A storm from the Gulf of Alaska dropped rain across Southern California on Sunday, prompting flood advisories, triggering crashes and halting a NASCAR race in Fontana.
Heavy rains that moved across Los Angeles and Orange counties and prompted warnings from the National Weather Service of possible flooding were due to subside overnight, but not without leaving a a major impression.
Some quick-hitting thunderstorms at the end of the weekend Pacific storm threw a powerful punch, adding to a Southland rainfall total ranging from about a half-inch to around two inches.
Malibu and the Conejo and Santa Clarita valleys appeared to bear the brunt of the storm.
Rockslides were reported on Mulholland Highway above Malibu, and some ramps and freeway lanes were flooded along the Antelope Valley (14) Freeway near Canyon Country.
Snow was reported on Interstate 5 over the Grapevine at midafternoon, but CHP officers said it was not sticking and the key freeway link remained open -- but soaked. Several spinouts and minor crashes were reported along the freeway.
The National Weather Service issued an urban stream flooding advisory for the Conejo Valley, Malibu, and the front slopes of the San Gabriel Mountains at La Canada-Flintridge, Sunland-Tujunga and Lake View Terrace.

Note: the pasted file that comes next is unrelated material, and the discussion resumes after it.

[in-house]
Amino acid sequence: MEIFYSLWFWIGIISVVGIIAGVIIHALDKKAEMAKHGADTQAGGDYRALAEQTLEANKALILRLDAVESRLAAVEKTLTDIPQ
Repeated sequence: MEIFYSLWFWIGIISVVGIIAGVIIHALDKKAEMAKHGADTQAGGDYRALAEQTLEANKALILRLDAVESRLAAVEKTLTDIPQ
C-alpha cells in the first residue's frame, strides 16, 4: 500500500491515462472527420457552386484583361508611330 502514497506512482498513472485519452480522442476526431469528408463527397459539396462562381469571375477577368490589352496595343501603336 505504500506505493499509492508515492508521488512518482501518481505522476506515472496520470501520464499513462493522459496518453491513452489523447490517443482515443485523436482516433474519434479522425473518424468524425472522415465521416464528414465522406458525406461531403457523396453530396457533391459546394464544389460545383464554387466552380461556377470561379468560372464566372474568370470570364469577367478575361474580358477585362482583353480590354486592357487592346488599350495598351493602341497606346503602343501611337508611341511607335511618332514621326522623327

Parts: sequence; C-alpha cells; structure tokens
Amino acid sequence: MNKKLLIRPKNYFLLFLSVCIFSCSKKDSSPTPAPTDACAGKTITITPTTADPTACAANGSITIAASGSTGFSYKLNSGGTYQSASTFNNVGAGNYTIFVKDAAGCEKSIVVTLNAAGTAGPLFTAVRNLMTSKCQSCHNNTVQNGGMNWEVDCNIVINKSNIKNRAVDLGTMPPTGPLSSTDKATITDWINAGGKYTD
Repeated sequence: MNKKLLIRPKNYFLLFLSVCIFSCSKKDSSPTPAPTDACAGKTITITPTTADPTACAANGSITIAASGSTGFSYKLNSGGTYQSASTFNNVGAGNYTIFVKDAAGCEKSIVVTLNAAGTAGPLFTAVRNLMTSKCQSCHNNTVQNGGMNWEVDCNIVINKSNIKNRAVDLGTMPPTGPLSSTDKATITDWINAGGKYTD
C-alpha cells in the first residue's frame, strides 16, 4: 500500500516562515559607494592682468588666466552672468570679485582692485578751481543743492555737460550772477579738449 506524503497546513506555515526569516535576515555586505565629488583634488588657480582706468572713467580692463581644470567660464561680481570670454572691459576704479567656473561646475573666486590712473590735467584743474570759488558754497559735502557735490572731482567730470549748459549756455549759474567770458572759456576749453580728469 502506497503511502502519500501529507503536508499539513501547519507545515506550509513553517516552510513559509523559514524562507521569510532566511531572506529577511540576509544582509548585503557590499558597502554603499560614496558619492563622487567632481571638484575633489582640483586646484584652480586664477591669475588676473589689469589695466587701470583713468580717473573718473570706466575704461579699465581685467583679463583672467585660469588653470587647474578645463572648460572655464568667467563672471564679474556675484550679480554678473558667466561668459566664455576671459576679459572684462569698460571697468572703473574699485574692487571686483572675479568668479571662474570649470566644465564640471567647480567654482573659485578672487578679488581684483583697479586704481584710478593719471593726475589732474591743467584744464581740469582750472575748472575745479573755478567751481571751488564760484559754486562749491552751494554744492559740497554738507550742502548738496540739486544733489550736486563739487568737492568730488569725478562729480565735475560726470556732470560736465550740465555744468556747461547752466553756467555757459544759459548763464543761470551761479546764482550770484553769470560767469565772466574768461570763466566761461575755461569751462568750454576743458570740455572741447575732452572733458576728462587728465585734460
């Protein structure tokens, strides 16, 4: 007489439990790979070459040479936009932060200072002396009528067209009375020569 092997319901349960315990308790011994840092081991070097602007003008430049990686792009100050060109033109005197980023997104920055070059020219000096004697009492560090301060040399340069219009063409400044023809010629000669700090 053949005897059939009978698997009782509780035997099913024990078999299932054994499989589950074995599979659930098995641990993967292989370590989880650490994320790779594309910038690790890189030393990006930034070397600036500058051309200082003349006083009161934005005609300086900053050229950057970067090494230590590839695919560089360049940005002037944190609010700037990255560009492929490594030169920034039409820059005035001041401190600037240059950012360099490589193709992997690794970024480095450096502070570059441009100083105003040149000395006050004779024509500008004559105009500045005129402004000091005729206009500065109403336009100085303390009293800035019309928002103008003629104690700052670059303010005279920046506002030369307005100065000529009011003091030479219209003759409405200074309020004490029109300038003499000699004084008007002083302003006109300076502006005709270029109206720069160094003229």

But county flood experts said they did not expect mudflows from the Station Fire burn area.
Rainfall rates over Malibu were around one half inch per hour, the NWS office in Oxnard said.
A stretch along the northbound San Diego (405) Freeway in Encino was the scene of a pair of unrelated crashes on wet pavement that involved at least nine vehicles, the California Highway Patrol said.
Rain, meanwhile, delayed the Auto Club 400 NASCAR race at 258 miles, as heavy showers moved into the Inland Empire.
The rain was welcome for many Southland residents. The seasonal total dating from July 1 was 5.98 inches, about 45 percent of normal for this time of year, which is 13.29 inches, according to the National Weather Service.
Eight to 15 inches of snow fell in locations at altitudes of 6,000 feet or more and some snow fell at elevations as low as about 4,500 feet.
Monday should be dry and mostly sunny, with highs in the upper 60s.